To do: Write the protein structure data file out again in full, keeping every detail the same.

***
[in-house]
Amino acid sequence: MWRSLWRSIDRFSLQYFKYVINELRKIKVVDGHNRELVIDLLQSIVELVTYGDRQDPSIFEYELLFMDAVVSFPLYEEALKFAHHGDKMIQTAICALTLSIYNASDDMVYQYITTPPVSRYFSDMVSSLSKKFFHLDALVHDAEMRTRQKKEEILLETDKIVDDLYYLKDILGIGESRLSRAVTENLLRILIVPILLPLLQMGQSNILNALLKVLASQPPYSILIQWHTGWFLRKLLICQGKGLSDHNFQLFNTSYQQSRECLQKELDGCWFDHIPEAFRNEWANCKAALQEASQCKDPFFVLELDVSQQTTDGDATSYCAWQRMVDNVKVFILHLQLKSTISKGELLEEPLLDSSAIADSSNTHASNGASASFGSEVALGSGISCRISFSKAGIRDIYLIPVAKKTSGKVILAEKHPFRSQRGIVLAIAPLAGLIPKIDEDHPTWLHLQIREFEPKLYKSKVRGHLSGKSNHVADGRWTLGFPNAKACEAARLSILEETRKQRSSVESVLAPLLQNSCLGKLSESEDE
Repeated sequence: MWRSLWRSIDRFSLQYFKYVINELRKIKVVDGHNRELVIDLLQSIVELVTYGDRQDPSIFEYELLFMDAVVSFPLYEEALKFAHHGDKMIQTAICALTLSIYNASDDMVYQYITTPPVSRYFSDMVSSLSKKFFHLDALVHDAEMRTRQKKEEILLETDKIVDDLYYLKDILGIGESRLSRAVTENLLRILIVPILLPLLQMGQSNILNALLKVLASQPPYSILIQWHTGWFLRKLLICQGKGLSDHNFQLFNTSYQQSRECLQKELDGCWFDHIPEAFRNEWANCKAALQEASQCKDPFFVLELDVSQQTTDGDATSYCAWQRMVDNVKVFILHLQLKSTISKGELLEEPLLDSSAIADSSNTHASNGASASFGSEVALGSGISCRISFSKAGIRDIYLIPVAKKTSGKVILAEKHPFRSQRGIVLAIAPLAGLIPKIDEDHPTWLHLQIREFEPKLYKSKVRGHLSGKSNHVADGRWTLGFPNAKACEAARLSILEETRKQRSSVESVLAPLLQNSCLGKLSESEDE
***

[in-house]
Amino acid sequence: MWRSLWRSIDRFSLQYFKYVINELRKIKVVDGHNRELVIDLLQSIVELVTYGDRQDPSIFEYELLFMDAVVSFPLYEEALKFAHHGDKMIQTAICALTLSIYNASDDMVYQYITTPPVSRYFSDMVSSLSKKFFHLDALVHDAEMRTRQKKEEILLETDKIVDDLYYLKDILGIGESRLSRAVTENLLRILIVPILLPLLQMGQSNILNALLKVLASQPPYSILIQWHTGWFLRKLLICQGKGLSDHNFQLFNTSYQQSRECLQKELDGCWFDHIPEAFRNEWANCKAALQEASQCKDPFFVLELDVSQQTTDGDATSYCAWQRMVDNVKVFILHLQLKSTISKGELLEEPLLDSSAIADSSNTHASNGASASFGSEVALGSGISCRISFSKAGIRDIYLIPVAKKTSGKVILAEKHPFRSQRGIVLAIAPLAGLIPKIDEDHPTWLHLQIREFEPKLYKSKVRGHLSGKSNHVADGRWTLGFPNAKACEAARLSILEETRKQRSSVESVLAPLLQNSCLGKLSESEDE
Repeated sequence: MWRSLWRSIDRFSLQYFKYVINELRKIKVVDGHNRELVIDLLQSIVELVTYGDRQDPSIFEYELLFMDAVVSFPLYEEALKFAHHGDKMIQTAICALTLSIYNASDDMVYQYITTPPVSRYFSDMVSSLSKKFFHLDALVHDAEMRTRQKKEEILLETDKIVDDLYYLKDILGIGESRLSRAVTENLLRILIVPILLPLLQMGQSNILNALLKVLASQPPYSILIQWHTGWFLRKLLICQGKGLSDHNFQLFNTSYQQSRECLQKELDGCWFDHIPEAFRNEWANCKAALQEASQCKDPFFVLELDVSQQTTDGDATSYCAWQRMVDNVKVFILHLQLKSTISKGELLEEPLLDSSAIADSSNTHASNGASASFGSEVALGSGISCRISFSKAGIRDIYLIPVAKKTSGKVILAEKHPFRSQRGIVLAIAPLAGLIPKIDEDHPTWLHLQIREFEPKLYKSKVRGHLSGKSNHVADGRWTLGFPNAKACEAARLSILEETRKQRSSVESVLAPLLQNSCLGKLSESEDE